Pickles. Hot dogs. Salt. These things have something in common: They all come in kosher variety. And they may soon be joined by medical marijuana.
According to a report in The Jewish Daily Forward, an Orthodox religious leadership group is in talks with MMJ dispensary owners who want to offer kosher product to their customers. The Orthodox Union certifies kosher foods for businesses across the United States.
Multiple medical weed providers have asked the union to begin certifying pot that meets kosher standards. It’s not clear exactly which rules would apply to marijuana, but there are at least two possibilities.
For one, pots or pans used to cook non-kosher foods cannot then be used to cook kosher products, no matter how well cleaned. For another, while plants and vegetables are generally considered kosher, they won’t be certified if they contain insects.
Edibles could violate kosher law
Both these issues could come into play with edible marijuana. Certain salts, oils, and spices used in food preparation violate kosher law, and that would carry over to any edibles cooked using these products. Capsules or other forms of the drug may also break kosher rules.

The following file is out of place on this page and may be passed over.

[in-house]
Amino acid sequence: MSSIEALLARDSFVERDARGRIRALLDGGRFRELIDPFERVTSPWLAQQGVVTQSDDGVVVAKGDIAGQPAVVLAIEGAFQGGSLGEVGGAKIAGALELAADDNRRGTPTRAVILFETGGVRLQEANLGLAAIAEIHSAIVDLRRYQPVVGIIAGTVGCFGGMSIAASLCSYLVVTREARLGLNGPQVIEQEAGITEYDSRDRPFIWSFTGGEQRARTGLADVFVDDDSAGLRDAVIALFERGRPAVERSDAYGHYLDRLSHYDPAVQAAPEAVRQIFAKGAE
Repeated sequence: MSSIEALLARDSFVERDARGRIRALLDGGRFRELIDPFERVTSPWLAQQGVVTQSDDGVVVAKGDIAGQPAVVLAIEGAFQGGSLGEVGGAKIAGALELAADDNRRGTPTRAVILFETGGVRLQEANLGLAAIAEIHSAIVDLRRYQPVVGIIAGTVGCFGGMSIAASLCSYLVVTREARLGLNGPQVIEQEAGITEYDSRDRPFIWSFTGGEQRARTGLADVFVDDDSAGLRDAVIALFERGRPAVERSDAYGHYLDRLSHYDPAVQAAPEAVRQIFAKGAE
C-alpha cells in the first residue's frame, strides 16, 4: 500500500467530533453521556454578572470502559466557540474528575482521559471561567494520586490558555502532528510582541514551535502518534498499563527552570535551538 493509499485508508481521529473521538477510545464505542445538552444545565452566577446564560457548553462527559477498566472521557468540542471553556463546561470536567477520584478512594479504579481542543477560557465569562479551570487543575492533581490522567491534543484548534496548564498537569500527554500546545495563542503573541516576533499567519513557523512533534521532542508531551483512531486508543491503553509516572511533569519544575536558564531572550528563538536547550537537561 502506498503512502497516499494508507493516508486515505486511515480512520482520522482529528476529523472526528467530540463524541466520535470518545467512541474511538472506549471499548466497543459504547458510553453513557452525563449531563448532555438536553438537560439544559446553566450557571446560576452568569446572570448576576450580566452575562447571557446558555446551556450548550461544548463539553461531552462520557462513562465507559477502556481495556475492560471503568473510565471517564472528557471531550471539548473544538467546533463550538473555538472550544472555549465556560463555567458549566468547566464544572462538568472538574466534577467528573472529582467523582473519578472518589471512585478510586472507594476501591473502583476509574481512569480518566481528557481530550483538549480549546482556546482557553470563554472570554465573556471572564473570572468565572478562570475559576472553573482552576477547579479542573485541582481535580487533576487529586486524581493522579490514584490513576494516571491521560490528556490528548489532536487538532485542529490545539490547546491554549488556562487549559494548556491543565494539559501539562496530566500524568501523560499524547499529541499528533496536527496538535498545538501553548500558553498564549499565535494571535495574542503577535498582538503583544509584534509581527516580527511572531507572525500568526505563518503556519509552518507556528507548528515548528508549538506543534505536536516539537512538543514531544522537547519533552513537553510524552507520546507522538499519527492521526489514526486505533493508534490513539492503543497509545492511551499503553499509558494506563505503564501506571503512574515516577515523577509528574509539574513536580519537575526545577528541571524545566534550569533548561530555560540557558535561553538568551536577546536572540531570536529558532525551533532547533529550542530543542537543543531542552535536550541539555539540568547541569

Marijuana itself does not appear to violate these rules, though smoking it on a Saturday could be viewed as a breach of Jewish laws, regarding the Sabbath. But it isn’t kosher law that governs those circumstances, so certification of dried cannabis bud probably wouldn’t be necessary.
The push to apply kosher rules to pot has a fair amount of support, as MMJ continues to spread rapidly across the United States. Israel also has a successful medical weed program and a long history of scientific research on the subject. That might make it a bit easier for some rabbis to support medical cannabis reform.
No problem certifying medical weed
The Orthodox Union has ruled in the past that cigarettes and e-cigarettes can never be kosher because of their severe health risks. But Orthodox Rabbi Moshe Elefant, who is in charge of certification for the union, said rabbis “would not have a problem” certifying medical weed, noting its healthcare benefits.
Some Orthodox rabbis remain strongly opposed to any use of marijuana, but there is no broad religious proscription against the drug, at least not when it’s used as legitimate medicine.
What’s more, humans have grown cannabis in Israel and other parts of the Middle East for at least 1,000 years. The drug doesn’t appear explicitly in the Torah, but it was likely familiar to ancient Jews.